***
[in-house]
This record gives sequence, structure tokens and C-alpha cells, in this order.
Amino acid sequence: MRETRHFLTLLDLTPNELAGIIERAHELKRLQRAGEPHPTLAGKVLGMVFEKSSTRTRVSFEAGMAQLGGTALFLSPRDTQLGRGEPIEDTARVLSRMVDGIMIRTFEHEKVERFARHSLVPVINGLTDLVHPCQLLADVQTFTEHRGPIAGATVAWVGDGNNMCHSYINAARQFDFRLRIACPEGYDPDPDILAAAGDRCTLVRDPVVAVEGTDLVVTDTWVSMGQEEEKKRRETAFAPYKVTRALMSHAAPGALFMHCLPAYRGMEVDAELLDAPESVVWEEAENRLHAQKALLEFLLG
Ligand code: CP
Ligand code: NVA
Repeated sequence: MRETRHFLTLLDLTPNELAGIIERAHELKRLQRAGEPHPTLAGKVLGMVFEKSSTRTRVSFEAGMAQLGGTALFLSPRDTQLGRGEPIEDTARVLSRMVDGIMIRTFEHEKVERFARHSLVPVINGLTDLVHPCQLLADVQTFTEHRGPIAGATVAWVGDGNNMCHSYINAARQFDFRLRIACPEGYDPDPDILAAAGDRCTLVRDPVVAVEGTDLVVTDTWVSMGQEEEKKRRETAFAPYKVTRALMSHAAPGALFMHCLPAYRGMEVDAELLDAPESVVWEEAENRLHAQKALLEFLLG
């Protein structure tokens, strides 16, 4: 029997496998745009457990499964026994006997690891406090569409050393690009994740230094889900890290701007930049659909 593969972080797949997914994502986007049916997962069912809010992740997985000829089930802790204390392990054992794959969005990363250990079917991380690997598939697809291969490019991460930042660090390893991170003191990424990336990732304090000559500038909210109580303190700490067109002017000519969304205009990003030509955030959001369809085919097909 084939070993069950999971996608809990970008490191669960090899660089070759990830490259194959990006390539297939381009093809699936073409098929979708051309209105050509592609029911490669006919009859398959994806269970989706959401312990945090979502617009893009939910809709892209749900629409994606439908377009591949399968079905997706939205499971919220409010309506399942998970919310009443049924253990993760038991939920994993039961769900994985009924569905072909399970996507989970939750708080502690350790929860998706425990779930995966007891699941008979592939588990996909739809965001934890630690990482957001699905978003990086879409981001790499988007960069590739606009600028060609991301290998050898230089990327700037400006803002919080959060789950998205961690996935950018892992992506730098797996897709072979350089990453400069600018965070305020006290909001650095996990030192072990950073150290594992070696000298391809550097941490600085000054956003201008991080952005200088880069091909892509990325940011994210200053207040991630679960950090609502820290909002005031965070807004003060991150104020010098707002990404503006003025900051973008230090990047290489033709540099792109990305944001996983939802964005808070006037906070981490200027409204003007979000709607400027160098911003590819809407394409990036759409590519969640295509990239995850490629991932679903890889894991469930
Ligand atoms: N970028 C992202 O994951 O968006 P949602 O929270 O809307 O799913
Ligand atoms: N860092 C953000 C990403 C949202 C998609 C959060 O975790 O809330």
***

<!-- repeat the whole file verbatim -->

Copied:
[in-house]
This record gives sequence, structure tokens and C-alpha cells, in this order.
Amino acid sequence: MRETRHFLTLLDLTPNELAGIIERAHELKRLQRAGEPHPTLAGKVLGMVFEKSSTRTRVSFEAGMAQLGGTALFLSPRDTQLGRGEPIEDTARVLSRMVDGIMIRTFEHEKVERFARHSLVPVINGLTDLVHPCQLLADVQTFTEHRGPIAGATVAWVGDGNNMCHSYINAARQFDFRLRIACPEGYDPDPDILAAAGDRCTLVRDPVVAVEGTDLVVTDTWVSMGQEEEKKRRETAFAPYKVTRALMSHAAPGALFMHCLPAYRGMEVDAELLDAPESVVWEEAENRLHAQKALLEFLLG
Ligand code: CP
Ligand code: NVA
Repeated sequence: MRETRHFLTLLDLTPNELAGIIERAHELKRLQRAGEPHPTLAGKVLGMVFEKSSTRTRVSFEAGMAQLGGTALFLSPRDTQLGRGEPIEDTARVLSRMVDGIMIRTFEHEKVERFARHSLVPVINGLTDLVHPCQLLADVQTFTEHRGPIAGATVAWVGDGNNMCHSYINAARQFDFRLRIACPEGYDPDPDILAAAGDRCTLVRDPVVAVEGTDLVVTDTWVSMGQEEEKKRRETAFAPYKVTRALMSHAAPGALFMHCLPAYRGMEVDAELLDAPESVVWEEAENRLHAQKALLEFLLG
């Protein structure tokens, strides 16, 4: 029997496998745009457990499964026994006997690891406090569409050393690009994740230094889900890290701007930049659909 593969972080797949997914994502986007049916997962069912809010992740997985000829089930802790204390392990054992794959969005990363250990079917991380690997598939697809291969490019991460930042660090390893991170003191990424990336990732304090000559500038909210109580303190700490067109002017000519969304205009990003030509955030959001369809085919097909 084939070993069950999971996608809990970008490191669960090899660089070759990830490259194959990006390539297939381009093809699936073409098929979708051309209105050509592609029911490669006919009859398959994806269970989706959401312990945090979502617009893009939910809709892209749900629409994606439908377009591949399968079905997706939205499971919220409010309506399942998970919310009443049924253990993760038991939920994993039961769900994985009924569905072909399970996507989970939750708080502690350790929860998706425990779930995966007891699941008979592939588990996909739809965001934890630690990482957001699905978003990086879409981001790499988007960069590739606009600028060609991301290998050898230089990327700037400006803002919080959060789950998205961690996935950018892992992506730098797996897709072979350089990453400069600018965070305020006290909001650095996990030192072990950073150290594992070696000298391809550097941490600085000054956003201008991080952005200088880069091909892509990325940011994210200053207040991630679960950090609502820290909002005031965070807004003060991150104020010098707002990404503006003025900051973008230090990047290489033709540099792109990305944001996983939802964005808070006037906070981490200027409204003007979000709607400027160098911003590819809407394409990036759409590519969640295509990239995850490629991932679903890889894991469930
Ligand atoms: N970028 C992202 O994951 O968006 P949602 O929270 O809307 O799913
Ligand atoms: N860092 C953000 C990403 C949202 C998609 C959060 O975790 O809330």